Women to Love and Collect: International Women’s Day

I recently saw a question posted to X (Twitter) from the National Gallery of Canada asking the question, can you name five women artists? I thought to myself, absolutely! Who couldn’t, but then I remember I am an Artist, so it should be easier for me than a non-artist. I have written about my favourite historical women painters, and I could write about many more, in Canada and beyond. On this International Women’s Day I am looking at five of my favourite contemporary women artists, from Canada. These women make art I would gladly exhibit mine alongside.

Canadian Women Artists

When I take a deep dive and think about which female Canadian painters we will be talking about twenty years from now, my list is short, and I am not sure if this is because there is a lack of representation in commercial galleries in Canada, or if it is because there are so few very strong voices amongst the contemporary women painters in Canada today. In any case the following five female painters are significant, offering strong contributions to contemporary Canadian Art, that will be heard for generations to come. Here are five female Canadian painters to love on International Women’s Day and beyond.

Canadian pop art painting showing toque and plaid shirt

LAURIE PAPOU, British Columbia – I first became aware of Laurie Papou’s figurative paintings during an exhibition of a body of work titled, ‘A Group of Seven’ which presented the artist fully nude alongside her partner in various poses and locations in nature. It was quite the statement the artist was making about our forests, clearcutting and herself as a female artist in a male dominated profession. The ultimate self-portrait series. She is an artist, a warrior and a nature lover.

International Women's Day Artists

JANICE INISKIM-AKI TANTON, Alberta – I remember standing in the Glenbow museum, I think it was 2013, I turned a corner and walked into a room that held this immense painting, a comment on being Canadian, from an Indigenous perspective. The painting titled ‘Undercurrents’, featured a canoe hovering above a lake, on this red canoe were 9 people. Children with a Hudson’s Bay blanket, a lumberjack or fisherman in plaid jacket, a construction worker, a hockey player, a young woman in a Christian wedding dress and another seated below. At the helm, a Blackfoot chief. A beautiful figurative painting filled with symbolism and narrative.

International Women's Day Artists

CAROL WAINIO, Ontario – It may have been 2007 and I was standing inside Trepanier Baer gallery in Calgary. On view was an immense Carol Wainio painting. A somewhat dreamy and dirty landscape, with limited contrast and mostly muted pastels, garbage and pop culture strewn around a landscape that made me think of landfills. Repetitious short strokes and earthy tones. I was captivated by the underlying narrative that you had to search for to find. Weaving a story using abstraction and flatness, I kept trying to find the light in this murky ferrytale. It was unlike any painting I had ever seen before. I was captivated.

International Women's Day Artists

JENN MANN, Ontario – figurative, pop culture, self-portaits and candy colors – I was at the 2016 Toronto Art Fair when I first laid eyes on Mann’s paintings in person. They were candy coated goodness, with warrior heart. Pop culture masterpieces that glowed of pink and veils of light. I wanted to lick these paintings and find out how they tasted. A young artist with much to say, and I was listening. Mann captures youthful passion and enthusiasm and screams, ‘I’m Here to Steal Your Soul’.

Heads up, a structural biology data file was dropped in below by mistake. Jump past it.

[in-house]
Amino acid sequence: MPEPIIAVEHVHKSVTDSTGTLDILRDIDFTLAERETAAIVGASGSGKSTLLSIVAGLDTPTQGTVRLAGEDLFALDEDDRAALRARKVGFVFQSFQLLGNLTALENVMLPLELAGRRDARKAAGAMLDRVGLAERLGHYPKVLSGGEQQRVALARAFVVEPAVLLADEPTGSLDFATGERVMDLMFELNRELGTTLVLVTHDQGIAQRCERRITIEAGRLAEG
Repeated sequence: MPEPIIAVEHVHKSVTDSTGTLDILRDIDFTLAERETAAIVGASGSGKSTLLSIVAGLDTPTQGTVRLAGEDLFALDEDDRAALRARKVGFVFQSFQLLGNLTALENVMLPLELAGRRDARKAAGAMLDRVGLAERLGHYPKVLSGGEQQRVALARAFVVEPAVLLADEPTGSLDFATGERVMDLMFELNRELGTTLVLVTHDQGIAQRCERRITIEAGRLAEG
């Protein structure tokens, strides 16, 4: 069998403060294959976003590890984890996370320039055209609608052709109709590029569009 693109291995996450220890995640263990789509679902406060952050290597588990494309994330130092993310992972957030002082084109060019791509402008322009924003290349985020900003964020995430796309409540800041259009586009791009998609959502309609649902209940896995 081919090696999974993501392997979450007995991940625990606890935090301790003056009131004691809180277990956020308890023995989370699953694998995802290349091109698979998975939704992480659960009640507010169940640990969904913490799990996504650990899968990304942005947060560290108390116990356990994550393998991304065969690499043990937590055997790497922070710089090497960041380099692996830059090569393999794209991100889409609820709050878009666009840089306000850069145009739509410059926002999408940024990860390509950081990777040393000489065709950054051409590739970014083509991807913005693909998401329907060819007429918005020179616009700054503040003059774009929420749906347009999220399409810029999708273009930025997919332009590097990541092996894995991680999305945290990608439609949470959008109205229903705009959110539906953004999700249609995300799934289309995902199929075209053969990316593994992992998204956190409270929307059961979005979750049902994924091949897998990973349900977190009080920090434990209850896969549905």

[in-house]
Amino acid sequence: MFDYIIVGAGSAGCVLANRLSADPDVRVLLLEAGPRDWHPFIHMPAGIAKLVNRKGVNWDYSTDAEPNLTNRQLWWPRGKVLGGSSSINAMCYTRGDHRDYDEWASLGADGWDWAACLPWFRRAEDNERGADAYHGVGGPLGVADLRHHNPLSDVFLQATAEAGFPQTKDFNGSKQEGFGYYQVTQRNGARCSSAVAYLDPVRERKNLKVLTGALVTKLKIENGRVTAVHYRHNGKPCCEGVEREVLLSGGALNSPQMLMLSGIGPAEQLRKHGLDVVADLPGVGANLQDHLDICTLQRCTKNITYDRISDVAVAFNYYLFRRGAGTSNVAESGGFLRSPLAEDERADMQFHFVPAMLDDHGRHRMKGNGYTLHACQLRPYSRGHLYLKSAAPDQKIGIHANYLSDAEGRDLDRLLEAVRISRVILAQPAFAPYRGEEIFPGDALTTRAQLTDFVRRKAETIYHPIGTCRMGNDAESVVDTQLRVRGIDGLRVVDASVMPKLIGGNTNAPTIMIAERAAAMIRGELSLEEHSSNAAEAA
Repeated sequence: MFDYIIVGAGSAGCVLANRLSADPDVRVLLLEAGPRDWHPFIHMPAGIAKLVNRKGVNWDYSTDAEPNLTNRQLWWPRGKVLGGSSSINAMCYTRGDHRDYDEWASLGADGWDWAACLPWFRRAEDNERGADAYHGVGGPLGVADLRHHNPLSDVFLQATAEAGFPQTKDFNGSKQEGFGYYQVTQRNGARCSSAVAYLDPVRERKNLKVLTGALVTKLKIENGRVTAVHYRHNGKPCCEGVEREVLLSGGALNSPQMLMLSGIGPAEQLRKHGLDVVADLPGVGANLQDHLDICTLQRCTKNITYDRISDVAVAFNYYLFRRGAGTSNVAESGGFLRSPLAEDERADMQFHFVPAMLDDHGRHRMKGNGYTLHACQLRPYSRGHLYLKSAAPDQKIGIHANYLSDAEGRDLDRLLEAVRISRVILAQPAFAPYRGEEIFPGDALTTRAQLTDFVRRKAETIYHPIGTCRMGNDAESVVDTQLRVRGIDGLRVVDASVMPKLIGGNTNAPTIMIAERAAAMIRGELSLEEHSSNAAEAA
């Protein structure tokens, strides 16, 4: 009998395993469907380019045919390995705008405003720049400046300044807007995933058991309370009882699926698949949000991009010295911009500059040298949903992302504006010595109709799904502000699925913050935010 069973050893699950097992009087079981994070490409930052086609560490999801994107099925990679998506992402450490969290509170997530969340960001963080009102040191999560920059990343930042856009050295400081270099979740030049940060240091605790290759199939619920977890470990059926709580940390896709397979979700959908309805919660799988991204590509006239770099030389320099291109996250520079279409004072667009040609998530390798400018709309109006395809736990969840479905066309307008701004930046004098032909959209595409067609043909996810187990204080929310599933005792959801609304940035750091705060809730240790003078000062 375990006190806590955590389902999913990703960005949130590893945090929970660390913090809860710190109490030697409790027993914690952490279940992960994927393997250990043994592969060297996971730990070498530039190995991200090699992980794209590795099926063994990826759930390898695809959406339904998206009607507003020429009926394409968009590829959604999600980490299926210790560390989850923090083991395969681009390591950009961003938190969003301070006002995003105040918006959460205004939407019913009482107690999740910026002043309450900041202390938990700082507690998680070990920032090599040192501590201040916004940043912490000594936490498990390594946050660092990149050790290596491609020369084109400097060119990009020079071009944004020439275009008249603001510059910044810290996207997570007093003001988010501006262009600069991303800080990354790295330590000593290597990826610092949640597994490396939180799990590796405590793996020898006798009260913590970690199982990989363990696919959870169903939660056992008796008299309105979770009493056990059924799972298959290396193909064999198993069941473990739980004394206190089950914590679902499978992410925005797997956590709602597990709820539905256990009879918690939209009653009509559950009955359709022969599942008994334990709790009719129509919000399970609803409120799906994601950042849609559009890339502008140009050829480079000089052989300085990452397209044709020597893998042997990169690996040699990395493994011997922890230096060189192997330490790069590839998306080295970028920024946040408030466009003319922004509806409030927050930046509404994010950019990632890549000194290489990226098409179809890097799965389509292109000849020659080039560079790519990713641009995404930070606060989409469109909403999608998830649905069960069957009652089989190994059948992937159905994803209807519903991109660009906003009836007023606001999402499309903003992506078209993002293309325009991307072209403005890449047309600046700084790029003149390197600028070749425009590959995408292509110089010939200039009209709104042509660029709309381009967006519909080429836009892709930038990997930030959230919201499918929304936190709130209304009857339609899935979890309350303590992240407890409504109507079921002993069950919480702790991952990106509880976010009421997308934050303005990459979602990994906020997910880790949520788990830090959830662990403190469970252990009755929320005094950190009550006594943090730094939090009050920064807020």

DEE BARSY, Manitoba – I see so many things in this Indigenous Winnipeg artists work. I see Janvier, Bush and automobile decals. Her paintings are graphically pleasing and her designs executed precisely. Her signature teal backgrounds are distinctive and brand her work immediately. I sometimes see patterns for future beadwork in her compositions. She is a young Canadian Artist on the rise, and the stars aren’t the limit. Can’t wait to see where her work takes her next.

International Women's Day Artists

So head out in the world to your local art galleries and museums and find some women artists to love, and share what you love with your friends. Word of mouth is still the best way to discover new artists to love, collect and share with the next generation. Here are few more women painters to know right now.

CANCON on and on – Painting Canada

For over a decade, my passion for exploring the vast and diverse landscapes of Canada has fueled my journey as a Canadian Artist. Born and residing on the secluded Vancouver Island, I’ve embarked on a quest to capture the essence of my homeland through the lens of my paintings. In this blog post, I have put together a small curated selection of artworks spanning nearly 15 years, 8 provinces and one Territory. Offering a visual storyteller’s perspective on Canada, from the Atlantic shores of Newfoundland to the northern reaches of the Northwest Territories. I am painting Canada.

The Vancouver Island Biosphere:

Living on Vancouver Island, a jewel on the extreme west coast, I’ve often felt the unique disconnect from the stereotypical Canadian icons. Our island biosphere operates under the unofficial motto, ‘keep it quiet,’ with many locals cherishing the desire to preserve its untouched beauty. While I understand this sentiment, I’ve chosen to share the untold stories of this hidden gem through my art.

art client testimonials

Painting by Brandy Saturley for private Vancouver Island residence.

A Collection of Canadian Stories: